The undergrad class usually met on Tuesdays and Thursdays, but sometimes I had to shift a meeting around due to the aforementioned drive to/from Iowa, and/or because our wifi at home couldn’t host the kids’ live schooling and my own class. I do worry about these students, not as students, but as a younger generation facing this pandemic, and this disruptive/dysfunctional political community of the US. It really is going to be up to them to try and stitch this all back together, because for the next decade I don’t see that happening.
Knowing this would be a stressful Fall, ahead of the semester, I developed a ‘pandemic objectives’ part of the syllabus where I promised the students our understanding considering the times and asked, in turn, for their understanding as well. It’s worked out ok I think. One always wants to strike a balance between having firm expectations when it comes to mastering content, encouraging students to keep going when they think they can’t, while also trying not to overwhelm them.
I suspect this will in retrospect be an important semester for most of the students I’ve had the fortune of teaching this Fall. We had another very unusual Presidential election, the pandemic, protests, as well as the VP debate on campus and I know a couple of our students were able to attend as ushers/volunteers, which I think is so cool especially since it was the most substantive debate of the Fall. Will students remember this Fall as being as historically important as it seems already? Yet it will also be one that they, and I, will be happy to complete as soon as possible. Hence the title of my essay.
I’m in my third of six semesters as department chair and this has by far been the longest and most difficult one. I like my colleagues and department and our grad students and especially the service our discipline provides students and the community, but I’m wiped out. The Zoom meetings alone have sapped me. And I wasn’t running on a full tank to start the semester. Faculty at especially research universities like the U don’t really get their summers off – they just transfer their energies towards research, presenting at conferences and/or using that time to pursue fieldwork. With the travel restrictions, our faculty spent most of the summer pursuing what research they could at home.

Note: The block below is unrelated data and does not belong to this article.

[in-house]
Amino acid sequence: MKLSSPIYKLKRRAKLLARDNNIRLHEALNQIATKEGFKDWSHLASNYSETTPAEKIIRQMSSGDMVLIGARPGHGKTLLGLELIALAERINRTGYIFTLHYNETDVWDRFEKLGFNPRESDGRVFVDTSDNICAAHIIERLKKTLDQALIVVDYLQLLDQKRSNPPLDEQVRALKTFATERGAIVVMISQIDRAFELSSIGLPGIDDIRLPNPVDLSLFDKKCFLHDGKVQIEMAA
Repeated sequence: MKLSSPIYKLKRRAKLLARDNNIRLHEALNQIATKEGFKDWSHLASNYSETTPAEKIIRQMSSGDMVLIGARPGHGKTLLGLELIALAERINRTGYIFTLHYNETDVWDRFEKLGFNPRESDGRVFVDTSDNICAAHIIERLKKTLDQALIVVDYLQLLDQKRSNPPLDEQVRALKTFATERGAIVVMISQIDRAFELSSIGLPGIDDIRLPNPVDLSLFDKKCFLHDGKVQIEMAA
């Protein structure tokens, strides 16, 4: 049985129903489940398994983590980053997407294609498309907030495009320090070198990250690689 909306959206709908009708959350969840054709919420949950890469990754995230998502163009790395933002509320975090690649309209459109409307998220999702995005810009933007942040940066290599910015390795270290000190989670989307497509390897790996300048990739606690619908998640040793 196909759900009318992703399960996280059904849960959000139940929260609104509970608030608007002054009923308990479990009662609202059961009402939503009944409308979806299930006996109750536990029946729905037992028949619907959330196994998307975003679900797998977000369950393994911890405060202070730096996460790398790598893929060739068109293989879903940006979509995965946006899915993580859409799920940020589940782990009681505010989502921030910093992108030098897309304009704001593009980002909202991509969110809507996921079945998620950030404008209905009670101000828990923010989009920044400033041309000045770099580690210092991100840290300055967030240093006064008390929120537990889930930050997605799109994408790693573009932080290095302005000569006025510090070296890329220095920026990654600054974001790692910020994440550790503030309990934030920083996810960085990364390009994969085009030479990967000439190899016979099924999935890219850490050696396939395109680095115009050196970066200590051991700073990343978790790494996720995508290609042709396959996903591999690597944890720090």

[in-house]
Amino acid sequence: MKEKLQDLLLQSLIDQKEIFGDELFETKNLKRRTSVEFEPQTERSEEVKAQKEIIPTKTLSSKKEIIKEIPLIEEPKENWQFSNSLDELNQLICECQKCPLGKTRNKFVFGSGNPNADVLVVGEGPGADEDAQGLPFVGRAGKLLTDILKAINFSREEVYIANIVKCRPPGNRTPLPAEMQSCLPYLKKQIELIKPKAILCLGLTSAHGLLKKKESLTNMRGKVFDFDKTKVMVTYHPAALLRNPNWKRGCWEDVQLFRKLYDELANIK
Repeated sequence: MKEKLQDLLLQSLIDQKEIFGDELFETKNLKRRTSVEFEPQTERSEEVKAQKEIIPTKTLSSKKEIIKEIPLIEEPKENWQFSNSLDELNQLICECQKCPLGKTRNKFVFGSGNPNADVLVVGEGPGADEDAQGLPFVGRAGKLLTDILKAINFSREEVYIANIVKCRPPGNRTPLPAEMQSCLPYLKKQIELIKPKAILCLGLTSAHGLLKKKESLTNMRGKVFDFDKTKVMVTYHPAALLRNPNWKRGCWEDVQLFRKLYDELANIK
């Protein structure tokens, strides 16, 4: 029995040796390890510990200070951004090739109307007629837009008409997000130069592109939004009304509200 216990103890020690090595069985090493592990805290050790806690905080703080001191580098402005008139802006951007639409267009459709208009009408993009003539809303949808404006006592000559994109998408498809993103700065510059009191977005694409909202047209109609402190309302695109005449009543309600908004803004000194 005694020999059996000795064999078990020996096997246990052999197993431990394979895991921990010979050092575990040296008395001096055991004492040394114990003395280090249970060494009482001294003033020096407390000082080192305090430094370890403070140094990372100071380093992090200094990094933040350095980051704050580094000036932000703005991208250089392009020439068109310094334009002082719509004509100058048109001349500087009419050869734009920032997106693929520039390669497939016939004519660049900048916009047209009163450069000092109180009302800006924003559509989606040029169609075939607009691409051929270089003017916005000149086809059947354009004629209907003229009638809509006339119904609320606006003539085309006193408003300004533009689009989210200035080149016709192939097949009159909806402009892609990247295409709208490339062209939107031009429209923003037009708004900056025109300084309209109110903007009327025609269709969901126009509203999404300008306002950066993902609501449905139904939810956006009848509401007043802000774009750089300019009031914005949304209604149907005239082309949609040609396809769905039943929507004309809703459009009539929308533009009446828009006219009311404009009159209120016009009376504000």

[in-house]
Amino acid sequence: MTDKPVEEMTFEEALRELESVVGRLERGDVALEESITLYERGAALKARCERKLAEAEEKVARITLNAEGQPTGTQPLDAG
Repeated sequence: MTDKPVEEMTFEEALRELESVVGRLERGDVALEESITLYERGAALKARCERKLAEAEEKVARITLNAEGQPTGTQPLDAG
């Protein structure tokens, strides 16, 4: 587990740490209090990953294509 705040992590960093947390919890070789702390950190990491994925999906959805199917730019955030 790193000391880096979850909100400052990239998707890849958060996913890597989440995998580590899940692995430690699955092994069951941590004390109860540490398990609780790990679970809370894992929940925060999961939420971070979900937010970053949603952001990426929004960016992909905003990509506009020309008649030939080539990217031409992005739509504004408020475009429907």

But as department chair there was no letting up this summer. It was a daily struggle to try and figure out based on the enrollments, and the cases, and the protocols, whether and in what capacity classes would proceed. For a while this was not only a daily logistical consideration, but an ethical one. I knew the U of U needed to at least promise to offer in person classes to keep enrollments up, because students demanded that format. But I didn’t like the idea one bit of sending any of my faculty into a classroom if they didn’t want to. I’ve got enough Catholic guilt without that hanging over my head. Eventually all who wanted to teach remotely were able to, after I filled out forms and pleaded each case.
I’m not sure I took a day off in the summer, with maybe the exception of a round of golf here or there with my kids. As a result I was hitting burnout pretty regularly in the fall, when things only seemed to accelerate. My sleep has never been great (I had insomnia as a kid), but it’s been hilariously bad this Fall. I’ve used the time in the middle of the night to catch up on the mountain of emails that flood my inbox. I can’t imagine what kinds of reactions my colleagues and/or friends or students have had seeing some of the timestamps on my replies. So it goes.
My colleagues are doing well on the whole. But they are stressed out like any of us. And issues or concerns pop up weekly so I’ve taken to having them call me when I’m on my afternoon dogwalks. We are hiring in American Politics this year, which will be interesting as we won’t have the typical campus visits for finalists and have to do it all on Zoom. But we desperately need faculty in our department, to pursue not only research but to mentor students and help with the admin and service load that has only increased across academia since the global financial crisis left its mark over a decade ago. And at a time when most universities are not hiring, when US society seems destined to yet again get its austerity on, our search is an opportunity to find an incredibly talented scholar and instructor from what promises to be an elite pool of new PhD’s out on the market. I’m excited about that, because we already have a talented group of faculty and this will just strengthen us even more. We need more colleagues to handle the strong uptick in interest of political science.